The granddaughter of "The Thin Man's" Nick & Nora Charles continues their tradition of martinis, romance, and solving murders in NYC Read more
This project's funding goal was not reached on May 5, 2013.
About this project
I know budgets are tight all over, but I’m asking for your help to self-publish a novel that I have written. It’s called The Client’s Wife and the story follows the 30 year old granddaughter of Nick and Nora Charles (of the classic ‘Thin Man’ movies) as she sets up shop as a private detective and solves a series of murders in New York City. It’s a fun and stylish romance mystery that takes place in present day but embraces the martinis, jazz and humor of a bygone era. It’s received positive responses from everyone who’s read it and now it’s time to stop waiting for others to do something with it. So I’m raising a small bit of money to get the book designed and printed myself.
The goal is to sell copies and then have Hollywood take a look at it. It offers an amazing role for one of the new crop of young A-list actresses. For your minimum contribution you’ll be the first to get a copy of a trade paperback and for the second, slightly higher contribution, I’ll sign it. Again, the entire novel is written and edited. I’ve included an excerpt below. I hope you like it and can throw down a few sheckels to support it. Thanks so much!READ AN EXCERPT HERE…
A perfect evening followed a perfect day: the kind of glorious New York City day that turns week-end visitors into life-long residents and makes even the down-hearted glad to be alive. It was late June, which is when these days often occur. A Canadian high had brought dry air, a cloudless blue sky and a temperature of 80. As evening fell, it would level off at 70, prompting people to slip into something more revealing.
It was also Thursday, when Manhattanites let loose before the hordes of Bridge and Tunnel Visigoths turned the weekend into one long amateur night. The swells hadn’t completed their annual exodus to the Hamptons, Fire Island, Litchfield County, Prout’s Neck, Edgartown and Nantucket. Plus, the Yankees had just whipped the Red Sox in a rare getaway day afternoon tilt to put the archrivals in a tie for first place. So the Big Apple was ready to rip.
As dusk gave way to night, the city lights shimmered like a man-made solar system. And New York once again staked its claim as the world’s greatest city. Forget that the skyline still missed the Twin Towers. Forget that it wasn’t the most modern or even the most beautiful city. On this night, the magnificence of New York was measured by a raw energy that proclaimed Anything is possible here.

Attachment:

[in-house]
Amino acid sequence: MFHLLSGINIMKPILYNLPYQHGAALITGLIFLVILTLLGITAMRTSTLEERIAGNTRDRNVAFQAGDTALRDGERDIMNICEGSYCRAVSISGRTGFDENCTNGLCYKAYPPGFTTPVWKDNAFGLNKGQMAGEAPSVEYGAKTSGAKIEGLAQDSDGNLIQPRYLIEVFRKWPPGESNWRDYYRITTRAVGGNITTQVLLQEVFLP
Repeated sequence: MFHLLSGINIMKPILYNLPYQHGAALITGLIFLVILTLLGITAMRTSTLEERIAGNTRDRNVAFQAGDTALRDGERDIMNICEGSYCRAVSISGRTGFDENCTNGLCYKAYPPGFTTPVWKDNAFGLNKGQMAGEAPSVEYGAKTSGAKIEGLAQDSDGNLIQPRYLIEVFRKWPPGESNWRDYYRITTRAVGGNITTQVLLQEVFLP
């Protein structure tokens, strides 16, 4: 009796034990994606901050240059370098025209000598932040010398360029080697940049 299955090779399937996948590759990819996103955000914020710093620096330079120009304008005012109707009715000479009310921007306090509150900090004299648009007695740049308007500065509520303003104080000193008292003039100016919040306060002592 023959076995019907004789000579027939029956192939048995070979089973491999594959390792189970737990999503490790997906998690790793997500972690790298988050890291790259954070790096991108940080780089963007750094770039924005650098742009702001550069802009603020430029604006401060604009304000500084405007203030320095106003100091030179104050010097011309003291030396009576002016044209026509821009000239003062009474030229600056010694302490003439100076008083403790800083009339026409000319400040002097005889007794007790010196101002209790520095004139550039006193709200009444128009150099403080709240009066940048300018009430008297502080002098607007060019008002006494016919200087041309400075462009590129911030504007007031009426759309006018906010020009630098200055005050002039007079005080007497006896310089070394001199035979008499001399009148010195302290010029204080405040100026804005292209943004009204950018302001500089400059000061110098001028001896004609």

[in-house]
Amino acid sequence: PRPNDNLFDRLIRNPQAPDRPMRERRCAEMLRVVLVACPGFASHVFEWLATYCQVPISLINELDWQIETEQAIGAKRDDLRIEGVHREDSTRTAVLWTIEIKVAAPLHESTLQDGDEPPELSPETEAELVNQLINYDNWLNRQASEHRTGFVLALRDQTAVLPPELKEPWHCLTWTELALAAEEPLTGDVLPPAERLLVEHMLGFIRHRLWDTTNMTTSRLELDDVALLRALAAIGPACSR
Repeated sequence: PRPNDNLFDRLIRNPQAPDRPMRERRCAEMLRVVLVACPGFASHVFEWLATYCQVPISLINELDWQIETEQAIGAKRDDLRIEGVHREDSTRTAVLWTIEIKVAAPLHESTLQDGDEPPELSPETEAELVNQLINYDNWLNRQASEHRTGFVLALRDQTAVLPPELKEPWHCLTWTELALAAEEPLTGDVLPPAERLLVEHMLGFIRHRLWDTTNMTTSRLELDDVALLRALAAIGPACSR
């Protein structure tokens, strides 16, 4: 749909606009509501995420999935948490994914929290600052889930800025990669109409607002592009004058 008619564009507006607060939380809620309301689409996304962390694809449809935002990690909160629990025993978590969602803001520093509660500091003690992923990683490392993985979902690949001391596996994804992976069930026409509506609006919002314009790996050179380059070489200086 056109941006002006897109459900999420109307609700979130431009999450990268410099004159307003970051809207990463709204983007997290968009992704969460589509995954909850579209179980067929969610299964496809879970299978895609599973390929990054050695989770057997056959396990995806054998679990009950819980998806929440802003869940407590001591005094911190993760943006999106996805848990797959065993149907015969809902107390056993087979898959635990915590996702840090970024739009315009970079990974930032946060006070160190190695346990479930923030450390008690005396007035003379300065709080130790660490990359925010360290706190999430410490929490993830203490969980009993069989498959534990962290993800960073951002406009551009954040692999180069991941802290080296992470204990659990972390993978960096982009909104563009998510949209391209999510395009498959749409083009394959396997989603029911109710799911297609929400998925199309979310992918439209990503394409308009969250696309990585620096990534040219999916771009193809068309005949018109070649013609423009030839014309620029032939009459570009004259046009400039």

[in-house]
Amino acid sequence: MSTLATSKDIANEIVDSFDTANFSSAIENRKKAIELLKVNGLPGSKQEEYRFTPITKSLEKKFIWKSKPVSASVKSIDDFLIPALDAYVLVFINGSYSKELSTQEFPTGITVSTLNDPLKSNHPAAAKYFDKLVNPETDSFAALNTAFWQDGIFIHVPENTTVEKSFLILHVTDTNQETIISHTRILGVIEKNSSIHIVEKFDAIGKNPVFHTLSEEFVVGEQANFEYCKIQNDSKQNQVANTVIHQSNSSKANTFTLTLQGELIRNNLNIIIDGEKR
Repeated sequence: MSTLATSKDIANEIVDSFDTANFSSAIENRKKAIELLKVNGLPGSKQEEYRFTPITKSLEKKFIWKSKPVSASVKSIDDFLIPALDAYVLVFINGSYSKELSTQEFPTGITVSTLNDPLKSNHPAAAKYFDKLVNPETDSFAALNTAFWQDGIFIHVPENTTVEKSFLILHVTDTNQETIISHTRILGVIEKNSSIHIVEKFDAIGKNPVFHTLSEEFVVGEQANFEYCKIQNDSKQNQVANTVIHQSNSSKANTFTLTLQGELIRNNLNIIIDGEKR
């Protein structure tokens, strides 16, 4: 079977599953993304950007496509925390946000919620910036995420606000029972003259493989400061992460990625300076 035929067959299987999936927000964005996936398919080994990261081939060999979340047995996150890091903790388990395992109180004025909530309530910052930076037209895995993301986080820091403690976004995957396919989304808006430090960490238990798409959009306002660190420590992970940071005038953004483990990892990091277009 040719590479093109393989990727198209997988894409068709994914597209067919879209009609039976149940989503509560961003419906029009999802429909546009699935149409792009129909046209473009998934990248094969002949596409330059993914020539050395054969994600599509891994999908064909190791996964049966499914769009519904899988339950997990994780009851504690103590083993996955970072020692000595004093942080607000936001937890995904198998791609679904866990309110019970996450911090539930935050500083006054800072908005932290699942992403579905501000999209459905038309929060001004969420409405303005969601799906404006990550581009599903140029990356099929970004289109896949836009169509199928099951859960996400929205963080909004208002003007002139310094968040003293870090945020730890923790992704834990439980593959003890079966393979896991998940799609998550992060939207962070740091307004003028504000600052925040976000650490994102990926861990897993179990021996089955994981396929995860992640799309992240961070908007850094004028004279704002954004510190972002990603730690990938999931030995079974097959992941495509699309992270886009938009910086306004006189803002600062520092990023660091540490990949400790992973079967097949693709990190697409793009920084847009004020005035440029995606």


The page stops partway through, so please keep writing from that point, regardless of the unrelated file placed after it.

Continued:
I was on a stakeout. It was the first one since I’d started my own private investigation agency a month ago. I’d spent six years on the Force and half of those in homicide. I had decided to leave for reasons I don’t feel like rehashing at the moment. And now I had my first case. My Client wanted me to reopen a private investigation of Mrs. Farber’s death, because she had been killed in one of his assisted living facilities.
It was the kind of case I’d hoped for. I had started the agency with the mission to help folks solve cold case homicides that were never resolved satisfactorily. This case fit that bill, but what I was watching now was completely confusing. I also had a rare headache, which was a minor distraction. And I don’t like to be distracted. Unless it’s by choice.
I was in an apartment on 67th Street between Park and Madison, looking through the telescopic lens of a new digital camera that did everything but bring you breakfast in bed. The lens was trained on the sumptuous digs of a prewar apartment building across the street. Though my subjects were on the 67th street side of the building, the address was strictly Park Avenue.
My vantage point was the result of a chit I had called in from a friend in real estate management. The owners of my hideout were in Jackson Hole buying a ranch; I was supposedly watering their plants.
As I peered into the apartment across the street, the treatments of its 8 foot high windows were open just enough to give me a good look at what was happening inside: namely, sexual gymnastics showcasing skills that I promised myself I’d attempt someday. The two participants seemed to be playing a fun game called Let’s have sex in every room. I could only see the dining room, the living room and one of the bedrooms, but when they had first staggered into the dining room naked, I assumed they had gone a round in the kitchen. I arched my eyebrows and let the camera take pictures and video.
Risks and challenges
The novel has been written, read and loved by a handful of people already. This campaign is simply to provide funding for graphic design, layout and professional self publishing. The funding will cover the cost of all books to be mailed out to the supporters of the campaign - there are no risks involved.Learn about accountability on Kickstarter
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- (30 days)